I was living in Britain and Australia when 'The Smothers Brothers Comedy Hour' aired in the States, so I didn't have a chance to watch it regularly. I'm aware of the controversies which accompanied this programme, and which only make me that much keener to track down all the episodes. Despite the 'Comedy Hour' title, this was actually a variety series featuring impressive guest performances by some major music acts across a wide range of musical styles and genres.
This synopsis is specifically a review of the 18th episode of the 3rd series of 'The Smothers Brothers Comedy Hour', one of the few episodes which I've seen ... and a distinct letdown, compared to the much better 16th episode produced only a few weeks earlier. One strong point here is the performance of Bob Einstein -- the underrated brother of the overrated Albert Brooks -- in his recurring role as LAPD motorcycle cop Officer Judy, who was perpetually trying to arrest Tom Smothers on various ridiculous charges. Einstein consistently played this role with a deadpan face, a deep monotone voice and sunglasses which concealed his eyes ... thus making it easier for him to keep a straight face during his often hilarious material. (Bob Einstein usually wrote his own scripts, and is equally as underrated as a gag writer as he is as a performer.) In this episode, Officer Judy tried to give a summons to guest star Liberace for driving his piano beyond the speed limit. To see if Liberace is drunk, Officer Judy orders him to blow into a balloon. Liberace complies, then shyly asks if he can keep the balloon.
This episode also features what is apparently the only-ever television appearance by a folk-singing duo cried Hedge and Donna Capers: rather daringly for the time, they were also an interracial married couple.
I usually despise the political impressionist David Frye, although I wish I'd been present during his legendary nightclub performance when Frye (as Richard Nixon) and Peter Cook (posing as a BBC reporter) ad-libbed an entire press conference. For this 'Smothers' episode, guest star Liberace(!) narrates a fairy-tale skit taking place in the Middle Ages. Frye appears on a balcony as an elderly bespectacled king who sounds like Lyndon Johnson. ('My fellow Amurricans, I come here tonight with a heavy head.') The king has decided to retire (surely 'abdicate' is the word?), and he wants his entire kingdom searched in a quest for a fitting successor. To conduct this quest, he chooses his minstrel Dick (Smothers, singing "me-me-meeee!") and his jester, Tom Fool (Tommy Smothers, looking ridiculous in cap and bells).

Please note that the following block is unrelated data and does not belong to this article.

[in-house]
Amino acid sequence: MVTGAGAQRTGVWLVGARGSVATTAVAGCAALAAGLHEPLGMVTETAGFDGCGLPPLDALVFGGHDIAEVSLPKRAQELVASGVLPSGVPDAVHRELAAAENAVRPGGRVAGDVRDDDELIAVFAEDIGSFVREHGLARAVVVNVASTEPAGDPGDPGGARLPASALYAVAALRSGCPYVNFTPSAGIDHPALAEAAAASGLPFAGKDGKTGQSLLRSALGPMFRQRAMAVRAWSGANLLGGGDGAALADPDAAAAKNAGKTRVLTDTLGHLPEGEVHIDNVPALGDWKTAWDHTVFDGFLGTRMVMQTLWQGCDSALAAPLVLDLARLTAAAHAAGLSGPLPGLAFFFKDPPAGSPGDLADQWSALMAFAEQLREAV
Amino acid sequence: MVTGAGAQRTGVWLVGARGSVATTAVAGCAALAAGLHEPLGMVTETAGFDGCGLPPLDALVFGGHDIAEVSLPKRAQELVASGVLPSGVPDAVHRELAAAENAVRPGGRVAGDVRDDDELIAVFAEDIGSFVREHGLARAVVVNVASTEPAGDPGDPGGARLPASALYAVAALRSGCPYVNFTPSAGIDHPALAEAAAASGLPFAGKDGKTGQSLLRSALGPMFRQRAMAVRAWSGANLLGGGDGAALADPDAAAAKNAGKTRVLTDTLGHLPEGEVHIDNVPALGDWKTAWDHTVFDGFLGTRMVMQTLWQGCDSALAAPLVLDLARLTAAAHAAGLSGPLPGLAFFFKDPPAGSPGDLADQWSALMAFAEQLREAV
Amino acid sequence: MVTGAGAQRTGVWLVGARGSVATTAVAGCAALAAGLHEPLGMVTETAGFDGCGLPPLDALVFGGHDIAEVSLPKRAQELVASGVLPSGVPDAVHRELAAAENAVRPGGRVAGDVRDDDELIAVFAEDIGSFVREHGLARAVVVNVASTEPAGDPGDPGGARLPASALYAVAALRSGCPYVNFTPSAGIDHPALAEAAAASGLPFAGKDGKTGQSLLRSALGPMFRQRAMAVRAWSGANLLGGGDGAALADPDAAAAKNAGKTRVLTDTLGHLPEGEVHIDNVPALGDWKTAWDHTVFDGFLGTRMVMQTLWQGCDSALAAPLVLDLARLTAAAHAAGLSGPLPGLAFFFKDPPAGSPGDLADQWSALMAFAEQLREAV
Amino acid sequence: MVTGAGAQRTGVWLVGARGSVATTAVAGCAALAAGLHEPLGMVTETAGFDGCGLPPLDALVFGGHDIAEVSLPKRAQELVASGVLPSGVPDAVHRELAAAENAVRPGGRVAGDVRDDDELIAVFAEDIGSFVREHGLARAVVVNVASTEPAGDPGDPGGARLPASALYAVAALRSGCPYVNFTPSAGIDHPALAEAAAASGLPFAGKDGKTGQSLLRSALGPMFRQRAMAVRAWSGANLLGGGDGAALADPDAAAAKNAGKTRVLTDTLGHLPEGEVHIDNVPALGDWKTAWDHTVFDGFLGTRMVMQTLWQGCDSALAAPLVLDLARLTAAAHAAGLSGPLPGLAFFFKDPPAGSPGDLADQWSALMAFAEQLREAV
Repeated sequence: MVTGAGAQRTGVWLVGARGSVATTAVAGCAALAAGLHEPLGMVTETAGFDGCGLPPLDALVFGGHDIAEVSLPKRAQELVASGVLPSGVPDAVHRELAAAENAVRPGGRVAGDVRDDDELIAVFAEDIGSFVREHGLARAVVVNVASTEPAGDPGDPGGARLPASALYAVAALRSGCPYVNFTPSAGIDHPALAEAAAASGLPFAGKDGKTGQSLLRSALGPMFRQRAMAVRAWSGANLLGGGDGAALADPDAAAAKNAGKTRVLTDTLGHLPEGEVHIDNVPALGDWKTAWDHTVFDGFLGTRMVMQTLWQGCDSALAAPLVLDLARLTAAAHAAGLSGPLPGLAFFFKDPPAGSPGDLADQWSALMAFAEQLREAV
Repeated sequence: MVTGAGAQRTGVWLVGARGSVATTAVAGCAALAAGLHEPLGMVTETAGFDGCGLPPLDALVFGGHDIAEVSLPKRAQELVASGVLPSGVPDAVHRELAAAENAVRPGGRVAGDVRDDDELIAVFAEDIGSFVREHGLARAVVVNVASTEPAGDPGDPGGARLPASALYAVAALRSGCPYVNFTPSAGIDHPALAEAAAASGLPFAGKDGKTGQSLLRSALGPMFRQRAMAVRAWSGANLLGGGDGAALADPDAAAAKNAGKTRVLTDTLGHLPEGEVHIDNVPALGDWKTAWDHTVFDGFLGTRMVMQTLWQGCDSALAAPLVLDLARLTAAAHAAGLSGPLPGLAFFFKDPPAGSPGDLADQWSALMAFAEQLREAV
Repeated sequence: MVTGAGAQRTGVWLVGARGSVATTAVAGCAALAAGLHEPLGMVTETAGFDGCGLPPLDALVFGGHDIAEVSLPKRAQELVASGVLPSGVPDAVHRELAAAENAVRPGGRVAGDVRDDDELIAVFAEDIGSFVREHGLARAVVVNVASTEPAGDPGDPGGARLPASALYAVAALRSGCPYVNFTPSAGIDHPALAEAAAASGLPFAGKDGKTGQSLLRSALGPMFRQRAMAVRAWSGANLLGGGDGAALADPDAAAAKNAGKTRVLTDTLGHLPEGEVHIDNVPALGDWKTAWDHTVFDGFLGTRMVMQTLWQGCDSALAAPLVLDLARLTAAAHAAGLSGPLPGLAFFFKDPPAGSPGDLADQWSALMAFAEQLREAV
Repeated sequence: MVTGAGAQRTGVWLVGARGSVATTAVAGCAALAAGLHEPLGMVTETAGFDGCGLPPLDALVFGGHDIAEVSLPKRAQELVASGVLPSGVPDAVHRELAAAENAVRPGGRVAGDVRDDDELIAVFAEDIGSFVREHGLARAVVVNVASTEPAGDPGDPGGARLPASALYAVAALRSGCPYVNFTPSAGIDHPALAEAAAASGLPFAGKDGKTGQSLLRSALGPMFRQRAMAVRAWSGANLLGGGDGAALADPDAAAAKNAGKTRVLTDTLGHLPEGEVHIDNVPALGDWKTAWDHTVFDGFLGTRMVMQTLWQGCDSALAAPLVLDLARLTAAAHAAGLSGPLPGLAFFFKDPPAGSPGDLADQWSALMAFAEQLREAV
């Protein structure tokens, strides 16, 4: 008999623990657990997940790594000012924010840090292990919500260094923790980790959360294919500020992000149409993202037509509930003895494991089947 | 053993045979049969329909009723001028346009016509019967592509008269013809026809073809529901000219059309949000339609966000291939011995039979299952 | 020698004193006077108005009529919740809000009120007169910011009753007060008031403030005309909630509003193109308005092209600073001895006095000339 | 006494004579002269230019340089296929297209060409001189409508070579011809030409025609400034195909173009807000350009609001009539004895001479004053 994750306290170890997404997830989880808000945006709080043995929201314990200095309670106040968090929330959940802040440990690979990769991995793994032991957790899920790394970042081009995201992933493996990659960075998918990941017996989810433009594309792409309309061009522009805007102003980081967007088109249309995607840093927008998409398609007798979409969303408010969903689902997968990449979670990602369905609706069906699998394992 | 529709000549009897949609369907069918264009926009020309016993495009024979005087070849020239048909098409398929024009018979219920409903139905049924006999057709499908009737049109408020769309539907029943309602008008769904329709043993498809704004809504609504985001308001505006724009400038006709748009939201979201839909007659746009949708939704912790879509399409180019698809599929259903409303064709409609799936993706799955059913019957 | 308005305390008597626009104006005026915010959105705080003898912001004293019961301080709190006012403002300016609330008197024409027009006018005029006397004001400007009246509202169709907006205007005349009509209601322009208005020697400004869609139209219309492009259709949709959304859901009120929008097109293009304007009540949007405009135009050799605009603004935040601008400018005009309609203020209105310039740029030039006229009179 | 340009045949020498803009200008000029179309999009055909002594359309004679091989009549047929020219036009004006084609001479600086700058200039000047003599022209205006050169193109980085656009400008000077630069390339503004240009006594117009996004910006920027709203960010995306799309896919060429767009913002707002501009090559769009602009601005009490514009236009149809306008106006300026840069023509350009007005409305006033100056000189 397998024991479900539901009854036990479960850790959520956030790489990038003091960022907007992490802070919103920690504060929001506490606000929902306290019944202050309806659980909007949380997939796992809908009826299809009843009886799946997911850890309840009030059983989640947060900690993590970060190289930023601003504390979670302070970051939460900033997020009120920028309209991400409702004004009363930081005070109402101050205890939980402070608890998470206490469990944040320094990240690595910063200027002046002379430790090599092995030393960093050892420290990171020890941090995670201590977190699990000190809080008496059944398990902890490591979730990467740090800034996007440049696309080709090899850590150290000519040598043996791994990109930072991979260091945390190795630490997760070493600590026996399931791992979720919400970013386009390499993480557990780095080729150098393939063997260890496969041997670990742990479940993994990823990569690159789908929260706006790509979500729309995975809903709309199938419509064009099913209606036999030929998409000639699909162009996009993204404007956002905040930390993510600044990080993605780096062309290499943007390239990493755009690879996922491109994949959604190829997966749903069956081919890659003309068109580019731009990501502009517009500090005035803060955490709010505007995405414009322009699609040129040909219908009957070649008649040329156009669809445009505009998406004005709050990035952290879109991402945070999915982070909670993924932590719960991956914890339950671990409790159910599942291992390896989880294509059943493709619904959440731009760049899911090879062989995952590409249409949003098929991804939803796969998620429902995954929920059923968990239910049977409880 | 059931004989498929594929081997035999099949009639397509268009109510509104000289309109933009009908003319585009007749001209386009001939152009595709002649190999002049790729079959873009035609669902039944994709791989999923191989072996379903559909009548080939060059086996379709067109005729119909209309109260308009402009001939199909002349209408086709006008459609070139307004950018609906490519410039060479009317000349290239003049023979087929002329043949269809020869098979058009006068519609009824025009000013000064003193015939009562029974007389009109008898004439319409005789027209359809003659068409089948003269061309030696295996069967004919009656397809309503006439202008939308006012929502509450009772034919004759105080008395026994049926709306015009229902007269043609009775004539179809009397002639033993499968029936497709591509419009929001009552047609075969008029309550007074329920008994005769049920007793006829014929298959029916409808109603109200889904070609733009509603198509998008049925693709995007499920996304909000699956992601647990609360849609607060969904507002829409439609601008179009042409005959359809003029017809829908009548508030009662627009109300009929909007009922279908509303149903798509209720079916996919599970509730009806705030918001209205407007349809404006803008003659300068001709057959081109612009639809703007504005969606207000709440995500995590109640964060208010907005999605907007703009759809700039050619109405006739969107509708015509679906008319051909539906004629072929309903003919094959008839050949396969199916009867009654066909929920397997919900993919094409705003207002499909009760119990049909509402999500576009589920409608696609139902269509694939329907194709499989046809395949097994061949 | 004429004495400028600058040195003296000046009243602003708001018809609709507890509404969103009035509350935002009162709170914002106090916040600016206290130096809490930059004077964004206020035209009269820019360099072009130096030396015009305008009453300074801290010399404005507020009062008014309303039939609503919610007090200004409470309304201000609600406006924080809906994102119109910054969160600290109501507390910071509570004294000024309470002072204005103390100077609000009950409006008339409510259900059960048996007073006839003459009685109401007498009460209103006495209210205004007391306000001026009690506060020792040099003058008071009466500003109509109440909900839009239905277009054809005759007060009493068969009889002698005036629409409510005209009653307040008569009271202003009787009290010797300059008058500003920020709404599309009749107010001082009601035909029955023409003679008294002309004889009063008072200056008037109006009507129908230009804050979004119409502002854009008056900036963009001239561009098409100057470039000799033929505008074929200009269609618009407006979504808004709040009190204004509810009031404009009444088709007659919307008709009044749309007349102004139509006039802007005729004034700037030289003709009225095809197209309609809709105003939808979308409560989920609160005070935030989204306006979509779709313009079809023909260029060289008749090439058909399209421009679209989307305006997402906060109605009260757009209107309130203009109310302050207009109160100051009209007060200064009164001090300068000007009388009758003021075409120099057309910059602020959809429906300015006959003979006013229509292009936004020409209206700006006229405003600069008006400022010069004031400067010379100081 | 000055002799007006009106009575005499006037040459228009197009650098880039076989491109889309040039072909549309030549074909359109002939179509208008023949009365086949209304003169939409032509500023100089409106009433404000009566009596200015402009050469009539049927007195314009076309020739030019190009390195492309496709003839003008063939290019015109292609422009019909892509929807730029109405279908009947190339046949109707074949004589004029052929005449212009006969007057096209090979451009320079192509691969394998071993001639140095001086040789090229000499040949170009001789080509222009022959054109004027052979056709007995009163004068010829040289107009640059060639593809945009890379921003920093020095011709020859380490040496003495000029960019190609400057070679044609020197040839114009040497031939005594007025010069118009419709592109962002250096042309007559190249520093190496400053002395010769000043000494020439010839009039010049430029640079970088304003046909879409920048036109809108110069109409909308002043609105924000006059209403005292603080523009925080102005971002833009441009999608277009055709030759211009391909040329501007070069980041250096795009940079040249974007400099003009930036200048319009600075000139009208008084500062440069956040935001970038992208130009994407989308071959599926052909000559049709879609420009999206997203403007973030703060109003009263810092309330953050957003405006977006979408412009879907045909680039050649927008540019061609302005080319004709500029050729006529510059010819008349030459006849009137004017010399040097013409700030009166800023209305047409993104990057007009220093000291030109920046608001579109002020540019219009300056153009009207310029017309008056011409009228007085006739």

Liberace purrs his way through some unfunny narration -- "They searched high, and they searched low. And sometimes, they searched when they were feeling normal." -- while Dick and Tom search the kingdom for LBJ's successor. They have an Excalibur-like sword in a stone, which only the man qualified to rule the kingdom will be able to draw forth. The first candidate is a knight with a southern drawl (Frye again, channelling George Wallace). After some unfunny dialogue involving the word "pussy-footing", Frye/Wallace attempts to draw the sword, and fails. The next candidate is one Sir H: Frye yet again, this time imitating Hubert Humphrey. He too fails.
Inevitably, along comes a knight resembling Richard Nixon. (No prizes for guessing that this too is Frye.) I've always loathed Frye's depiction of Nixon, which seems to border on the pathological. Here, we get a very unfunny ending to the skit: Frye/Nixon is about to attempt to draw the sword, when Dick stops him from trying ... while telling Tom Fool that this man MUST be crowned the new king because he's the only candidate left! A crowd of peasants carry off the new ruler on their shoulders: Frye copies Nixon's victory gesture, then asks "Sock it to WHO?" in Nixon's voice.
This just isn't funny. If the cleverest thing the Smothers lads and Frye can come up with is to allege that Nixon only became President because there was nobody else available, then they really don't deserve to be considered political satirists. I'll give the Smothers siblings credit for being the ONLY prime-time act to attempt topical material at the time, but this sort of satire is very blunt indeed. My rating for this episode: just 5 out of 10.
0 of 1 people found this review helpful.
Was this review helpful to you?